Australia is reopening to international travelers this month

Feb 7, 2022

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Australia will once again welcome tourists and other visa holders this month as its borders reopen after almost two years.

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From Feb. 21, vaccinated travelers will be allowed to enter Australia, provided that they have proof of vaccination.

Speaking outside of parliament in Canberra following a government meeting, Australian Prime Minister Scott Morrison said on Monday: “The National Security Committee and Cabinet has decided today that Australia will reopen our borders to all remaining visa holders on [Feb. 21].”

Revealed: Australia eases travel ban for the first time since 2020, but tourists shouldn’t get excited

“The condition is you must be double vaccinated to come to Australia. That’s the rule. Everyone is expected to abide by it.”

At present in Australia citizens, permanent residents and their families, international students, backpackers and migrant workers are all allowed entry into the country provided they have received two doses of an approved vaccine. This rule will now be extended towards tourists too, with an exception if you qualify for a medical exemption which must be applied for should you have a medical reason for not receiving your full COVID-19 inoculations.

Preempting today’s news and in an effort to buoy incoming tourism, Morrison also announced last week that the nation would refund travel visas for working holidays if you arrive before April 19, 2022. The visa application charge is 495 Australian dollars ($352) which makes for a not insignificant savings if you qualify to take advantage of the new Aussie visa scheme.

Despite the majority of the country reopening, the state of Western Australia (WA) remains under lockdown and is closed to non-residents — including those from other Australian states, unless they have permission to enter. Plans to reopen WA borders to interstate and international tourists were postponed indefinitely this month due to the spread of the omicron variant.

According to Johns Hopkins University data Australia has reported more than 2.7 million cases of COVID-19 and more than 4,240 coronavirus-related deaths. Almost 80% of the population is fully vaccinated.

Monday’s reopening announcement comes earlier than expected, following the suggestion last week that Australian Prime Minister Scott Morrison was looking towards an Easter reopening for international tourists in April.

Speaking to a local radio station last week, Morrison said: “I’d like to see us get there soon … certainly before Easter, well before Easter,” adding that a further update would be given once the government had received additional medical advice and the current omicron waved had “washed over.”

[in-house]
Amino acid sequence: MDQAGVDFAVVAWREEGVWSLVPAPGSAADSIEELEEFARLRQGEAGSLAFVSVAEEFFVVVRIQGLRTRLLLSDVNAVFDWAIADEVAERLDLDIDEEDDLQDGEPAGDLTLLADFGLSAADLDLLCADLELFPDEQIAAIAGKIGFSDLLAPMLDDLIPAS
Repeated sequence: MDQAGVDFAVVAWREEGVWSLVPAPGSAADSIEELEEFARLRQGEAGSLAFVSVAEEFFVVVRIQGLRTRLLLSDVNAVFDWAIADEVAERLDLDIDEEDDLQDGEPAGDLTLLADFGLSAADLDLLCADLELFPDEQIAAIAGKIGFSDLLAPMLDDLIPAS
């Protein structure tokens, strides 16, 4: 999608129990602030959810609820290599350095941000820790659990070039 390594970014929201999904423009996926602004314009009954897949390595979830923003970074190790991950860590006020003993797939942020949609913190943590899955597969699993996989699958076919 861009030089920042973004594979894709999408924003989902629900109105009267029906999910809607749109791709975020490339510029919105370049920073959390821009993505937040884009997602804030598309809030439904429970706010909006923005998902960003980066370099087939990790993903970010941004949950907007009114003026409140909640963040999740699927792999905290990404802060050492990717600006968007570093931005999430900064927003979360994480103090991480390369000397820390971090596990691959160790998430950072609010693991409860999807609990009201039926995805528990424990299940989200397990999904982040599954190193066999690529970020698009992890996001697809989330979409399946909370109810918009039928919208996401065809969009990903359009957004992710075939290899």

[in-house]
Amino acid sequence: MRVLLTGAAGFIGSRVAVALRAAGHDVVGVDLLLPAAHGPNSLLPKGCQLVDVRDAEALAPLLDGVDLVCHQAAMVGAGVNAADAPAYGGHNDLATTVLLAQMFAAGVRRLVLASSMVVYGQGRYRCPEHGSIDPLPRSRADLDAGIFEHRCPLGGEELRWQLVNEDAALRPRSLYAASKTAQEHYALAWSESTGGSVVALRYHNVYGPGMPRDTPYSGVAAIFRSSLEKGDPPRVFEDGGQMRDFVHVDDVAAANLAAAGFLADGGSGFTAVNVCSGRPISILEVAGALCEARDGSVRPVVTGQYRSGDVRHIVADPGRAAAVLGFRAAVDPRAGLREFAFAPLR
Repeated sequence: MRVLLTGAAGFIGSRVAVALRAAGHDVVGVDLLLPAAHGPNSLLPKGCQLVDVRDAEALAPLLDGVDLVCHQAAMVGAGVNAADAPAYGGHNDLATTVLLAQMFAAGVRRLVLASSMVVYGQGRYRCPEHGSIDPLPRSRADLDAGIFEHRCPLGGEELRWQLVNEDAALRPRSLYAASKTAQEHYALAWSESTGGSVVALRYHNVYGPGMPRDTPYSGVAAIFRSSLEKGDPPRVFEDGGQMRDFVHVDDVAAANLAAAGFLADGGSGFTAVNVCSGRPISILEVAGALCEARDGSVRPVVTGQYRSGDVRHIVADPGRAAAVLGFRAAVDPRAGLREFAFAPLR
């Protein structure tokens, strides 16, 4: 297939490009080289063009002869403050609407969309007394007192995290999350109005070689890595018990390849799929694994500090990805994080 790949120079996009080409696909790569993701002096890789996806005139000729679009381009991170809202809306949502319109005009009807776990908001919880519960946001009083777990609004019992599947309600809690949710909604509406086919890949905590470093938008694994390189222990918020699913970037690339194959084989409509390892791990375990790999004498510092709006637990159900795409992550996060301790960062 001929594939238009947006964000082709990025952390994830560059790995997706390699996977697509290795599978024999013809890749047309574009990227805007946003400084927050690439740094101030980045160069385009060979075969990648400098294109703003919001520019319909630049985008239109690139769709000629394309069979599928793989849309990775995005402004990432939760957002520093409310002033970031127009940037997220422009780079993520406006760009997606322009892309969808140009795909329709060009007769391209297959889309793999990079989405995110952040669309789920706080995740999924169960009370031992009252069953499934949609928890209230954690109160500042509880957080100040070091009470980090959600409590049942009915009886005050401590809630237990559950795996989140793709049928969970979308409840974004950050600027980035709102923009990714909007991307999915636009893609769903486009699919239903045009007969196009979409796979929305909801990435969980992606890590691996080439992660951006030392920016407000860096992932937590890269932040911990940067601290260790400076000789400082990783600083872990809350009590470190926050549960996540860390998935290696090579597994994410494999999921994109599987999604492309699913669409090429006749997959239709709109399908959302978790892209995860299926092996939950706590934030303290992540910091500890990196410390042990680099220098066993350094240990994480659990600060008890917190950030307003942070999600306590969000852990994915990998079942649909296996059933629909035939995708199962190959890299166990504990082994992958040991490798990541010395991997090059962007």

“I don’t think it’s too far away, to be honest, but we’ve got to get some medical advice further on that, a bit more work to do with the states to make sure we’re comfortable about [reopening],” he told Cairns radio station 4CA.

Since March 2020, the Land Down Under has been all but closed off to foreign tourists, in one of the strictest and most sustained COVID-19 border policies the world has seen during the pandemic. At first, Australia would not even allow its own citizens to leave.

Related: 8 common misconceptions about visiting Australia

This changed in October last year as the first Australians were finally allowed to tentatively step foot outside of their home nation after almost two years of international isolation.


In This Post

When does Australia reopen to tourists?

From Feb. 21 double vaccinated travelers will be allowed to enter Australia.

As of Nov. 1, 2021, only Australian citizens, permanent residents, their families, and people with special permission could enter the country.

On Dec. 15, it reopened its doors to returning residents, working holiday visa holders and international students as long as they are fully vaccinated.

Fully vaccinated visitors from New Zealand, Singapore, Japan and South Korea were also allowed in last year in travel bubble agreements.

What are the current restrictions, and will I need a booster?

All international arrivals to Australia must show a negative COVID-19 test result before boarding their flight, whether it’s a PCR or rapid antigen test. PCR tests must be taken within 72 hours before the flight’s scheduled departure, while rapid antigen tests must be done within 24 hours.

Eligible visitors are also required to complete an Australia Travel Declaration at least 72 hours before departure, which includes a declaration regarding their vaccination status. They will also be asked to upload their vaccination certificate.

Unvaccinated travelers who qualify for a travel exemption application will be required to quarantine at a hotel.

The state of Western Australia (WA) is currently still closed to nonresidents — including those from other Australian states unless they have permission to enter.

Who operates flights from the US?

American Airlines, Delta Air Lines, United Airlines and Qantas are among the largest carriers offering flights to Sydney and Melbourne from the United States. American Airlines, for example, flies to both Syndey (SYD) and Melbourne (MEL) from Los Angeles, and to Sydney from Dallas-Ft. Worth (DFW).

It is also absolutely worth keeping your eyes peeled for great flight deals and packages that are more than likely to become available across the travel sector.To hear about the latest deals first, sign up for the TPG newsletter.

Additional reporting by Matt Blake and Clint Henderson.

Featured image by John Crux Photography/ Getty Images

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